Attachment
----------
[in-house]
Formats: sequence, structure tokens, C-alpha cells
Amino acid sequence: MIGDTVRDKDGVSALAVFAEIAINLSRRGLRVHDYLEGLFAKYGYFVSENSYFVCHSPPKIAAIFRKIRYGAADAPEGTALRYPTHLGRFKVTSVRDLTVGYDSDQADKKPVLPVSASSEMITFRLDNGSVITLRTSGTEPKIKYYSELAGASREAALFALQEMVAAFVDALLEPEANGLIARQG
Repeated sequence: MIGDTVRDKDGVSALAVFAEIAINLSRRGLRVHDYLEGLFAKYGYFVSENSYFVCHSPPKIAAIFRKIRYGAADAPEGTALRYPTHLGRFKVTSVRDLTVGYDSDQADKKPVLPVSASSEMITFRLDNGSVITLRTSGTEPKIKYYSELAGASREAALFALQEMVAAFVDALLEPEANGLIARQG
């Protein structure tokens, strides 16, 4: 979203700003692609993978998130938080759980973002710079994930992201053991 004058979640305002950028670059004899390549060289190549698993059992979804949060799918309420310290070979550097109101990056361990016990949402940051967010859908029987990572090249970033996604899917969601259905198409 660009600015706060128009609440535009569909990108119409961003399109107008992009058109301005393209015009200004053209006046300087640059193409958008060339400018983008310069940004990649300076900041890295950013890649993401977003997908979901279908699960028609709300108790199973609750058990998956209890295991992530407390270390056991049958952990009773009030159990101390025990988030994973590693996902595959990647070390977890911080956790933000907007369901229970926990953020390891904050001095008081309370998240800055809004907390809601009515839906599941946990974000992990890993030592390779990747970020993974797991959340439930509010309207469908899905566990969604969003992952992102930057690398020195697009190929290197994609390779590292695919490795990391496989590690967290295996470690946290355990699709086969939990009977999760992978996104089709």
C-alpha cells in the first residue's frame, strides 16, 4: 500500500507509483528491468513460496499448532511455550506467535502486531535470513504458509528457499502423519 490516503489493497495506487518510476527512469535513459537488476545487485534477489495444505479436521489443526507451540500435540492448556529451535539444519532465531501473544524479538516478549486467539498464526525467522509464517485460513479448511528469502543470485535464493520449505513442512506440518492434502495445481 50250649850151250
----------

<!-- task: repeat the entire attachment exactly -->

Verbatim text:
[in-house]
Formats: sequence, structure tokens, C-alpha cells
Amino acid sequence: MIGDTVRDKDGVSALAVFAEIAINLSRRGLRVHDYLEGLFAKYGYFVSENSYFVCHSPPKIAAIFRKIRYGAADAPEGTALRYPTHLGRFKVTSVRDLTVGYDSDQADKKPVLPVSASSEMITFRLDNGSVITLRTSGTEPKIKYYSELAGASREAALFALQEMVAAFVDALLEPEANGLIARQG
Repeated sequence: MIGDTVRDKDGVSALAVFAEIAINLSRRGLRVHDYLEGLFAKYGYFVSENSYFVCHSPPKIAAIFRKIRYGAADAPEGTALRYPTHLGRFKVTSVRDLTVGYDSDQADKKPVLPVSASSEMITFRLDNGSVITLRTSGTEPKIKYYSELAGASREAALFALQEMVAAFVDALLEPEANGLIARQG
């Protein structure tokens, strides 16, 4: 979203700003692609993978998130938080759980973002710079994930992201053991 004058979640305002950028670059004899390549060289190549698993059992979804949060799918309420310290070979550097109101990056361990016990949402940051967010859908029987990572090249970033996604899917969601259905198409 660009600015706060128009609440535009569909990108119409961003399109107008992009058109301005393209015009200004053209006046300087640059193409958008060339400018983008310069940004990649300076900041890295950013890649993401977003997908979901279908699960028609709300108790199973609750058990998956209890295991992530407390270390056991049958952990009773009030159990101390025990988030994973590693996902595959990647070390977890911080956790933000907007369901229970926990953020390891904050001095008081309370998240800055809004907390809601009515839906599941946990974000992990890993030592390779990747970020993974797991959340439930509010309207469908899905566990969604969003992952992102930057690398020195697009190929290197994609390779590292695919490795990391496989590690967290295996470690946290355990699709086969939990009977999760992978996104089709």
C-alpha cells in the first residue's frame, strides 16, 4: 500500500507509483528491468513460496499448532511455550506467535502486531535470513504458509528457499502423519 490516503489493497495506487518510476527512469535513459537488476545487485534477489495444505479436521489443526507451540500435540492448556529451535539444519532465531501473544524479538516478549486467539498464526525467522509464517485460513479448511528469502543470485535464493520449505513442512506440518492434502495445481 50250649850151250